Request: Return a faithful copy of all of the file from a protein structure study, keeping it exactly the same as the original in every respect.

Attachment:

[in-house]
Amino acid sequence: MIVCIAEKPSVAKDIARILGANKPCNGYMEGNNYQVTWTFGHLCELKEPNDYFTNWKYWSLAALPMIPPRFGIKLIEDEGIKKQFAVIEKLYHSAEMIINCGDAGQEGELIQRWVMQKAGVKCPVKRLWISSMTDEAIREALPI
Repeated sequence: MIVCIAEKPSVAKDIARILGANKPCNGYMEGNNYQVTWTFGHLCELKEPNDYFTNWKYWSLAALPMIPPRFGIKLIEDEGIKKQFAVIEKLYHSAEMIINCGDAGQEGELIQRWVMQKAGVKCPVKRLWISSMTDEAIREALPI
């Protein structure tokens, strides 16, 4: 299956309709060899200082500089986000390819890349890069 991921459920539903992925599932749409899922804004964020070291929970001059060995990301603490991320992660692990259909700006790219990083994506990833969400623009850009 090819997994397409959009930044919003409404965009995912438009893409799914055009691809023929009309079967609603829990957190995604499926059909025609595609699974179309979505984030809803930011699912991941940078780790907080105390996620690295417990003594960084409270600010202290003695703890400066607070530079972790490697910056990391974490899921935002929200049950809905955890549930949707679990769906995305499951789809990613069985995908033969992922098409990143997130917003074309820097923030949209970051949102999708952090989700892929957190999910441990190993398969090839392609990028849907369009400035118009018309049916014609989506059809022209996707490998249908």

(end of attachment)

[in-house]
Amino acid sequence: MIVCIAEKPSVAKDIARILGANKPCNGYMEGNNYQVTWTFGHLCELKEPNDYFTNWKYWSLAALPMIPPRFGIKLIEDEGIKKQFAVIEKLYHSAEMIINCGDAGQEGELIQRWVMQKAGVKCPVKRLWISSMTDEAIREALPI
Repeated sequence: MIVCIAEKPSVAKDIARILGANKPCNGYMEGNNYQVTWTFGHLCELKEPNDYFTNWKYWSLAALPMIPPRFGIKLIEDEGIKKQFAVIEKLYHSAEMIINCGDAGQEGELIQRWVMQKAGVKCPVKRLWISSMTDEAIREALPI
């Protein structure tokens, strides 16, 4: 299956309709060899200082500089986000390819890349890069 991921459920539903992925599932749409899922804004964020070291929970001059060995990301603490991320992660692990259909700006790219990083994506990833969400623009850009 090819997994397409959009930044919003409404965009995912438009893409799914055009691809023929009309079967609603829990957190995604499926059909025609595609699974179309979505984030809803930011699912991941940078780790907080105390996620690295417990003594960084409270600010202290003695703890400066607070530079972790490697910056990391974490899921935002929200049950809905955890549930949707679990769906995305499951789809990613069985995908033969992922098409990143997130917003074309820097923030949209970051949102999708952090989700892929957190999910441990190993398969090839392609990028849907369009400035118009018309049916014609989506059809022209996707490998249908």